Thing is, the Labour Party contains a wide range of views. There is a continuing conversation. If the voters who supported Brexit are going to modify their position they need other changes in policy. Suggest BBC and others allow some space for quite complex policy to be explained.

Anyway, back to newspapers. The Express is the most reliable for a UKIP style view. The Mail is hedged on a Sunday ( this week with Lord Mandelson split over two pages but quite clear in his view) and the Telegraph is careful to connect with most Conservatives, however they change over time. the Times is occasionally a soft version of the Sun. They are linked in when making a move. ( this is just a blog post, more detail when you buy the forthcoming book) .

Also by the way it matters what Rupert Murdoch thinks and he may see both newspapers together. What is the business model and how long will it last? Not off topic yet. It is undisputed that there was no outdoor poster advertising during the election. If the negotiations continue for two years the media landscape will change during that time.

Still think #FTBrexit and #ExpressBrexit will be useful tags.

Friday, 9 June 2017

Oxford Internet Institute / Telegraph , social media turns out to be voters not bots

More later when there is more info. Over the next few weeks there could be some research on ages of voters, what they read and soforth. Just now a note that the mentions for #Labour on social media seem to have mostly indicated a positive message. The numbers were based on genuine people, not manufactured by bots as suggested in the Telegraph.

I still cannot see how the Telegraph story was based on the Oxford research but I also think more could have been done to clarify the facts and the claims. I realise the research is based on large collections of stats, not on text analysis. But is the same sort of thing also ok for press mentions? Can impact be of any kind, however the research is represented?

Caroline Quinn on Corbyn and EU Referendum, BBC fact check please

This morning round about 5.30 on BBC Radio 4 Caroline Quinn repeated a remark that there could be a different situation if Jeremy Corbyn had campaigned during the 2016 referendum in a similar way to the 2017 election. My problem is that this sort of view just repeats the pattern of BBC misleading information on Corbyn. See previous posts for what I noted at the time. Stats vary as reported but something like 65-70 % of Labour voters voted remain. Compare 45% for Conservatives following presentations from Cameron.

I think it may be useful to compare both time phases and the soft coup or whatever you want to call it. The official / Labour end of remain was set up by Lord Mandelson and Alan Johnson. I am not sure how much influence Corbyn had in how the TV spots were arranged. The Observer reported one late weekend that because of the polls Cameron had decided to make space for Labour in the media schedule. Somehow this meant the return of Gordon Brown and Lord Darling to share a platform with George Osborne. They announced a really scary budget from which Corbyn distanced the official Labour Party as far and fast as he could. "Not exactly helpful" said Norman Smith, BBC political reporter based close to Cameron "They are supposed to be on the same side."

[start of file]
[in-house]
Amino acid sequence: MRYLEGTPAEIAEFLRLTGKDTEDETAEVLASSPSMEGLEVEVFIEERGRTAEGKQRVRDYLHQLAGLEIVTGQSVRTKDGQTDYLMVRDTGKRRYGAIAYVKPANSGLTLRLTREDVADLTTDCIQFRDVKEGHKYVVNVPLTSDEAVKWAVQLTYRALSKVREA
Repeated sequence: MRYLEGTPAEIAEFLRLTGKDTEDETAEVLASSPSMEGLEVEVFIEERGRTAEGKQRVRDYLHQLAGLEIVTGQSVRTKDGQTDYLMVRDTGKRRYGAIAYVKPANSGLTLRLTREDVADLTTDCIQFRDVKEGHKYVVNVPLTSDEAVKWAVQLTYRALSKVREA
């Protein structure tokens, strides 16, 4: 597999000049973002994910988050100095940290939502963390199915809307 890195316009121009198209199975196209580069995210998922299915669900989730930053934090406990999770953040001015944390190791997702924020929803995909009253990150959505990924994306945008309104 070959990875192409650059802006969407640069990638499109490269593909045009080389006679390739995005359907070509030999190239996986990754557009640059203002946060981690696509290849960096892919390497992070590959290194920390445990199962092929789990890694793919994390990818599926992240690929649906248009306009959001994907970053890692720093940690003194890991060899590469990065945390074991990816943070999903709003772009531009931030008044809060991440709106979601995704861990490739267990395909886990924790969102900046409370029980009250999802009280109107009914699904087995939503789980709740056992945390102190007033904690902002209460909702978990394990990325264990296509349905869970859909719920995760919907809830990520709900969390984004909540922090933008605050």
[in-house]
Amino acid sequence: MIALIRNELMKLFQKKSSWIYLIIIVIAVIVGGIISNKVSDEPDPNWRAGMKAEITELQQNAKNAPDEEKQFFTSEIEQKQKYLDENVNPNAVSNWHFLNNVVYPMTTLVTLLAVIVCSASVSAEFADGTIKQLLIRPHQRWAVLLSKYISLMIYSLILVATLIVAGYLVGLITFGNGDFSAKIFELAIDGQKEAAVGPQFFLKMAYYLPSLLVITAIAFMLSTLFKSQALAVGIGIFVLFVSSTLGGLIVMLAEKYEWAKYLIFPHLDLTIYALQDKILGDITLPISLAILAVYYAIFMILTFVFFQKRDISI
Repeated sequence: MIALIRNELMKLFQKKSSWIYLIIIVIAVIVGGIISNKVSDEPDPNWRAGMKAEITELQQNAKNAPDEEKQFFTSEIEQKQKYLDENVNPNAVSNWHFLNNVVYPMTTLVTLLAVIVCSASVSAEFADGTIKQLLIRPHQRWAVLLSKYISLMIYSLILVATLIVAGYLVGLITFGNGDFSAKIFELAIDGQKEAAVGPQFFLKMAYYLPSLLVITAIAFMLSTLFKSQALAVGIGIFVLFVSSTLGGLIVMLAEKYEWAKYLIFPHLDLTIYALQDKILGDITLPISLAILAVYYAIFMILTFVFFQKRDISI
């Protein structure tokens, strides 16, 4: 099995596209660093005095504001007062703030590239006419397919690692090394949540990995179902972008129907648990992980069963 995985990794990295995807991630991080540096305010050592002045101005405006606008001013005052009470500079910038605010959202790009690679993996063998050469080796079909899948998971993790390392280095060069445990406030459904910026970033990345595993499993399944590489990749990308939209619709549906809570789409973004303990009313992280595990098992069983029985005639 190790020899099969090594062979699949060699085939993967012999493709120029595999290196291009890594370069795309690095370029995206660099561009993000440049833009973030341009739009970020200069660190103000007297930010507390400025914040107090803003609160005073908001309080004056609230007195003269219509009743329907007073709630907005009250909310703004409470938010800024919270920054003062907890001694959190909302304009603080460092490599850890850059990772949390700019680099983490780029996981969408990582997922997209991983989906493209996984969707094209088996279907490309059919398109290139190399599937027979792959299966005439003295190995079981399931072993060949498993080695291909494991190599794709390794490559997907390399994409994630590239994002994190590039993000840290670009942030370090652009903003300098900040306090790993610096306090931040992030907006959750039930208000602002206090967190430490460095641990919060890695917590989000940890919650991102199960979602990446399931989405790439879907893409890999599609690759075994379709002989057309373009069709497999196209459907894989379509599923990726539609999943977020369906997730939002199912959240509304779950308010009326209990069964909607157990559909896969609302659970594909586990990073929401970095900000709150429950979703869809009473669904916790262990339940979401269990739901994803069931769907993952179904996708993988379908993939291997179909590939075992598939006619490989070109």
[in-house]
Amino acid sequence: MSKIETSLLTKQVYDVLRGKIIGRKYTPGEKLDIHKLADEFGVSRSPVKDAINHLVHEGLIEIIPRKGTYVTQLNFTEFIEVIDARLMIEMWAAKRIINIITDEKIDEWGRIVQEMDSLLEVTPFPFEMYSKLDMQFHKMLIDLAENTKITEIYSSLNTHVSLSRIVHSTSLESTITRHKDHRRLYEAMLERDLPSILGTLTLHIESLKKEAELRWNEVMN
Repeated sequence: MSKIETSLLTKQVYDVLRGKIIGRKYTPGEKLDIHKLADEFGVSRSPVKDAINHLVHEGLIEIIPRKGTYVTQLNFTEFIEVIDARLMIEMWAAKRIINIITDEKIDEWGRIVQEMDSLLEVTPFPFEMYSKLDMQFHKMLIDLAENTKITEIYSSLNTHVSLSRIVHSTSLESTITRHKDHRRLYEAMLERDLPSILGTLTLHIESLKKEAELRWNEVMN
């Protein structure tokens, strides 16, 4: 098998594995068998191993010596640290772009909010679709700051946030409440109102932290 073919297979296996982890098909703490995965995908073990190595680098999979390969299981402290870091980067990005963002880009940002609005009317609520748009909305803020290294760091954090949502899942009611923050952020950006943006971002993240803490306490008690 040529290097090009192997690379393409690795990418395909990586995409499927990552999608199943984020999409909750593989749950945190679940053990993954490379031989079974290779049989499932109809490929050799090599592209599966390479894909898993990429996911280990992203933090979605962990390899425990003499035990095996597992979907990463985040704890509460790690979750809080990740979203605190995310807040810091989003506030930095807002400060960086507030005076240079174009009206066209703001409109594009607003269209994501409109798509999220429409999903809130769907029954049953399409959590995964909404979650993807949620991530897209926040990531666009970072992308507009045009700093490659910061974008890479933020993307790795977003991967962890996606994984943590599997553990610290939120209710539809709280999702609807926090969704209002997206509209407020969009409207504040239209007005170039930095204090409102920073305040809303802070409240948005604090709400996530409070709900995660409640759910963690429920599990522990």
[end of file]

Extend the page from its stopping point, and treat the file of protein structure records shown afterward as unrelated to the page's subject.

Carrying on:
But why would Corbyn just slot in to the negative approach based on fear and catostrophe assertions by celebs from global finance? He was effective in his own style to the extent he was reported. He spoke at length to a younger audience on Sky. He appeared late night on Channel 4 but was unable to use the clip on his own YouTube channel. ( I have a screenshot somewhere but no time to find it just now)

Laura Kuenssberg did a TV doc also blaming Corbyn for the referendum result but not actually reporting who did the media appearances for this phase of the campaign.

As far as I know the BBC has only reported two heckles during 2016, both against Jeremy Corbyn intended to set up the blame story after the referendum. Through Twitter sources I think it very probably that one was from a person associated with Portland Communications and the other from a person associated with the Lib Dems. I myself saw a tweet congratulating them from a LibDem source. But I have never seen any sor tof BBC apology or reference to doubt.

If the BBC is now going to ask members of the PLP what they think about Corbyn now they could also have a good look at their own reporting so far.

Wednesday, 7 June 2017

Ian Dunt on Al Jazeera - UK journalism and the Brexit Election

I saw Ian Dunt on Al Jazeera this evening, talking about the lack of debate about Brexit during the election. His explanation is that most of the UK press supports Brexit so ask no difficult questions. Most of the broadcasters take their lead from the press.

I hope there will be a clip of this on YouTube or similar. I have found his Twitter feed, he was on BBC as well. Also a text with similar, more detail on economic consequences, mostly quite alarming, and then

None of this has been discussed during the election. It is not an elephant in the room. It is a stampede approaching at speed, to which we have stared, shrugged and continued with our little tea party. If historians do bother to assess what happened in this election they will be left aghast at our complacency. And they will condemn the vacuous proposals put forward by May and Corbyn in the strongest possible terms. We needed political giants. Instead, we got children.